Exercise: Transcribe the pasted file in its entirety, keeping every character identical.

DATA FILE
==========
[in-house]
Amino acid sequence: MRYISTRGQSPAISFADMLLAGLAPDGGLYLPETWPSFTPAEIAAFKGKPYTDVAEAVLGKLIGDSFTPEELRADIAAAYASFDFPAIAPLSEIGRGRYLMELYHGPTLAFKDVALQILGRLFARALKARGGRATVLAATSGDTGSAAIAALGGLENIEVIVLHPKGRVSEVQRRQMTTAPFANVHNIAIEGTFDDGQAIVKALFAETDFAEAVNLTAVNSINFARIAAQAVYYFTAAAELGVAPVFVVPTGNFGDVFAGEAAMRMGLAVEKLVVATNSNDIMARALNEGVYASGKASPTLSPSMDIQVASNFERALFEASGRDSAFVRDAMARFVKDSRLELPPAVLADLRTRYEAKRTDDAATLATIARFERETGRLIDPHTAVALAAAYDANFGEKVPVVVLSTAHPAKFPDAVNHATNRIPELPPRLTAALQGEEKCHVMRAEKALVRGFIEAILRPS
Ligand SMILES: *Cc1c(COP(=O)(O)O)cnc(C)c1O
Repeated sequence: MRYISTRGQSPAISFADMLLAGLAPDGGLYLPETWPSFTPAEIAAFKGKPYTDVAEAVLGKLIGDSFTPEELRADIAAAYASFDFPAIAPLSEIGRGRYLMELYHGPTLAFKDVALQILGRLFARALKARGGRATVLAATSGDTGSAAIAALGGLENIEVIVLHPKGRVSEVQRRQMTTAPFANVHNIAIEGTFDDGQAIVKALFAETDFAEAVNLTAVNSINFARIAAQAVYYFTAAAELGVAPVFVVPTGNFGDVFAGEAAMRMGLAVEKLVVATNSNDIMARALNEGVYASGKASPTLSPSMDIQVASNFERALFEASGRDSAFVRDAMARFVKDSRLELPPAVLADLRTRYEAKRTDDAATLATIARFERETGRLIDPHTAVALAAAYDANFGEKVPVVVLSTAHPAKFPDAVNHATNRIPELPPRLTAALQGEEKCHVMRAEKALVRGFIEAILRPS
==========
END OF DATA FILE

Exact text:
[in-house]
Amino acid sequence: MRYISTRGQSPAISFADMLLAGLAPDGGLYLPETWPSFTPAEIAAFKGKPYTDVAEAVLGKLIGDSFTPEELRADIAAAYASFDFPAIAPLSEIGRGRYLMELYHGPTLAFKDVALQILGRLFARALKARGGRATVLAATSGDTGSAAIAALGGLENIEVIVLHPKGRVSEVQRRQMTTAPFANVHNIAIEGTFDDGQAIVKALFAETDFAEAVNLTAVNSINFARIAAQAVYYFTAAAELGVAPVFVVPTGNFGDVFAGEAAMRMGLAVEKLVVATNSNDIMARALNEGVYASGKASPTLSPSMDIQVASNFERALFEASGRDSAFVRDAMARFVKDSRLELPPAVLADLRTRYEAKRTDDAATLATIARFERETGRLIDPHTAVALAAAYDANFGEKVPVVVLSTAHPAKFPDAVNHATNRIPELPPRLTAALQGEEKCHVMRAEKALVRGFIEAILRPS
Ligand SMILES: *Cc1c(COP(=O)(O)O)cnc(C)c1O
Repeated sequence: MRYISTRGQSPAISFADMLLAGLAPDGGLYLPETWPSFTPAEIAAFKGKPYTDVAEAVLGKLIGDSFTPEELRADIAAAYASFDFPAIAPLSEIGRGRYLMELYHGPTLAFKDVALQILGRLFARALKARGGRATVLAATSGDTGSAAIAALGGLENIEVIVLHPKGRVSEVQRRQMTTAPFANVHNIAIEGTFDDGQAIVKALFAETDFAEAVNLTAVNSINFARIAAQAVYYFTAAAELGVAPVFVVPTGNFGDVFAGEAAMRMGLAVEKLVVATNSNDIMARALNEGVYASGKASPTLSPSMDIQVASNFERALFEASGRDSAFVRDAMARFVKDSRLELPPAVLADLRTRYEAKRTDDAATLATIARFERETGRLIDPHTAVALAAAYDANFGEKVPVVVLSTAHPAKFPDAVNHATNRIPELPPRLTAALQGEEKCHVMRAEKALVRGFIEAILRPS